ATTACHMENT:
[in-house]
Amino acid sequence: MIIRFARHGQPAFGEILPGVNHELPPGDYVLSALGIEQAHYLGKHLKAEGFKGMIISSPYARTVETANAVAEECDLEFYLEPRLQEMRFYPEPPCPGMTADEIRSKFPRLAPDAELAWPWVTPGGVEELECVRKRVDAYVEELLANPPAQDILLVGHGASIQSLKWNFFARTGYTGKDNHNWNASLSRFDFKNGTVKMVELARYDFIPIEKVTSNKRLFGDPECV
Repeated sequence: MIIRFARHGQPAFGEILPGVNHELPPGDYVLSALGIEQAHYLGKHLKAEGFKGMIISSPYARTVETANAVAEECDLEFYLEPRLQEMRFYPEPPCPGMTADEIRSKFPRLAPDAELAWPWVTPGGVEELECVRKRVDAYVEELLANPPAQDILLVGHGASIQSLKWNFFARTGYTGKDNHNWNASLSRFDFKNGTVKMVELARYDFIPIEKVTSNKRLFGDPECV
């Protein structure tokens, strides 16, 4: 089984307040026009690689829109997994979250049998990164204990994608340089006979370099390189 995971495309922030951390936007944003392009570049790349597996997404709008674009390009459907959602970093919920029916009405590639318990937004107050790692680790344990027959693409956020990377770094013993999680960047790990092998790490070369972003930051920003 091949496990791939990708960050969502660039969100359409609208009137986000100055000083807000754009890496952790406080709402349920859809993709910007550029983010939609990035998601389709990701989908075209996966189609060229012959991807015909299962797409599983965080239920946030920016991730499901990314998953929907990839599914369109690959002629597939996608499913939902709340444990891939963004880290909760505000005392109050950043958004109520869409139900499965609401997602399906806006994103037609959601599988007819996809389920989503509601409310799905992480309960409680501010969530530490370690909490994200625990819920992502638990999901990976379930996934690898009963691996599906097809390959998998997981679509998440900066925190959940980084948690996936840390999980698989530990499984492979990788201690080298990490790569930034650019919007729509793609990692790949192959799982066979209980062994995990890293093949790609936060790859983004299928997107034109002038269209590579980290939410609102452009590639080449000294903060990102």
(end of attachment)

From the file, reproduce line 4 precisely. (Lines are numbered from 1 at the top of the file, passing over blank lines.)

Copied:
């Protein structure tokens, strides 16, 4: 089984307040026009690689829109997994979250049998990164204990994608340089006979370099390189 995971495309922030951390936007944003392009570049790349597996997404709008674009390009459907959602970093919920029916009405590639318990937004107050790692680790344990027959693409956020990377770094013993999680960047790990092998790490070369972003930051920003 091949496990791939990708960050969502660039969100359409609208009137986000100055000083807000754009890496952790406080709402349920859809993709910007550029983010939609990035998601389709990701989908075209996966189609060229012959991807015909299962797409599983965080239920946030920016991730499901990314998953929907990839599914369109690959002629597939996608499913939902709340444990891939963004880290909760505000005392109050950043958004109520869409139900499965609401997602399906806006994103037609959601599988007819996809389920989503509601409310799905992480309960409680501010969530530490370690909490994200625990819920992502638990999901990976379930996934690898009963691996599906097809390959998998997981679509998440900066925190959940980084948690996936840390999980698989530990499984492979990788201690080298990490790569930034650019919007729509793609990692790949192959799982066979209980062994995990890293093949790609936060790859983004299928997107034109002038269209590579980290939410609102452009590639080449000294903060990102």